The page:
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Audit Reports


Improvements Needed in DOT’s Process for Identifying Unfair or Deceptive Practices in Airline Frequent Flyer Programs

Requested By
Requested by Representative Alan Grayson
Project ID
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Designed to promote travel and secure customer loyalty, frequent flyer programs are extremely popular, with approximately 630 million participants worldwide and more than 300 million members enrolled in U.S.-based programs. In a July 2014 letter and subsequent conversations with our office, Representative Alan Grayson expressed concerns about practices associated with these programs, including how far in advance members are notified about service changes, the devaluation of awards and benefits over time, and the availability of award seats. As the U.S. Department of Transportation (DOT) is authorized to investigate unfair and deceptive practices in air transportation, we initiated an audit to review its monitoring of airline frequent flyer programs. In particular, we looked at DOT’s oversight of air carriers’ disclosure agreements and its process for reviewing passenger complaints. We also examined airlines’ practices regarding the availability of award seats and the valuation of frequent flyer miles.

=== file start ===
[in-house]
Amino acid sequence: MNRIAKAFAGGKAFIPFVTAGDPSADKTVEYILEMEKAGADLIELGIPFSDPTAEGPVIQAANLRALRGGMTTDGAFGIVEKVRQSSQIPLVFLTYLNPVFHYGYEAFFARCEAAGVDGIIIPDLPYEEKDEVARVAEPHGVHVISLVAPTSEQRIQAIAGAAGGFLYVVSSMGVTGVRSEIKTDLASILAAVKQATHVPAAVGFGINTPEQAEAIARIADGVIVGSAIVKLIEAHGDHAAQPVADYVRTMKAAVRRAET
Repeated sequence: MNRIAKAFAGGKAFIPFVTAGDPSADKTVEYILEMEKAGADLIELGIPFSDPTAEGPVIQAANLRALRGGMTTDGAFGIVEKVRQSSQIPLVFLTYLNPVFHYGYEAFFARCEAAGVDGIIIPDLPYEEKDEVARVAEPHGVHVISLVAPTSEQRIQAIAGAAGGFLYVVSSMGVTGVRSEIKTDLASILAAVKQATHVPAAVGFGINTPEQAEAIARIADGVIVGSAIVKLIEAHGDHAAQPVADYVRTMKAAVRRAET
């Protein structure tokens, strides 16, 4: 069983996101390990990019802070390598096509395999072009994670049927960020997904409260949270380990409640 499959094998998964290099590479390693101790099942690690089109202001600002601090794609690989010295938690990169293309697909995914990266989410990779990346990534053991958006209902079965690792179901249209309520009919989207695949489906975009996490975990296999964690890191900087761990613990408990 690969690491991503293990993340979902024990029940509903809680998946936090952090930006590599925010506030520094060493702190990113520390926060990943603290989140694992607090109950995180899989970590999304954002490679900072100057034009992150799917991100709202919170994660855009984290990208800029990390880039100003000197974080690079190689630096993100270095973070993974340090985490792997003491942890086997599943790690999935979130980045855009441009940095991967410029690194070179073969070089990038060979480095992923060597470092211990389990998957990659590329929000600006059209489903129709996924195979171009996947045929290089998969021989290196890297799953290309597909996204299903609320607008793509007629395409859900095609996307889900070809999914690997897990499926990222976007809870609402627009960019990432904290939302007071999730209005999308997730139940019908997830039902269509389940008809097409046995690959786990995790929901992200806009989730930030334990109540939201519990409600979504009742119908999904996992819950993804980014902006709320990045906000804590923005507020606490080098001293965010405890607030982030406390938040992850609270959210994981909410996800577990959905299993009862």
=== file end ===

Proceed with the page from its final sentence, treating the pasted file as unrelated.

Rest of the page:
We found that DOT conducts oversight of air carriers’ frequent flyer program disclosures as part of its compliance inspections, and that airlines include frequent flyer rules in their customer service plans, as the Department requires. However, DOT’s reviews of passenger complaints are insufficient to determine whether airlines engage in unfair and deceptive practices. For example, from 2012 to 2014, consumers filed 76 complaints about frequent flyer programs at U.S. airlines, but none of those complaints were forwarded to DOT attorneys for review. Yet our review of 36 of these complaints showed that 4 (11 percent) warranted additional review. In addition, while award seats are available for most flights, it is unclear how many miles are redeemed at different award levels, as airlines do not publicly disclose this information. Finally, airlines do not fully explain their process for determining award-seat availability to the traveling public.

We made two recommendations to help DOT improve its process for identifying unfair or deceptive practices in frequent flyer programs. DOT concurred with both recommendations, and we consider them resolved but open pending the Department’s completion of its planned actions. We also encouraged airlines to provide consumers with more transparency regarding frequent flyer seat availability when feasible.


Closed on
No. 1 to OST
Provide training to DOT analysts on what constitutes unfair and deceptive practices.
Closed on
No. 2 to OST
Define what constitutes reasonable notice for consumers regarding changes to frequent flyer programs’ terms and conditions, and require airlines to provide such notice.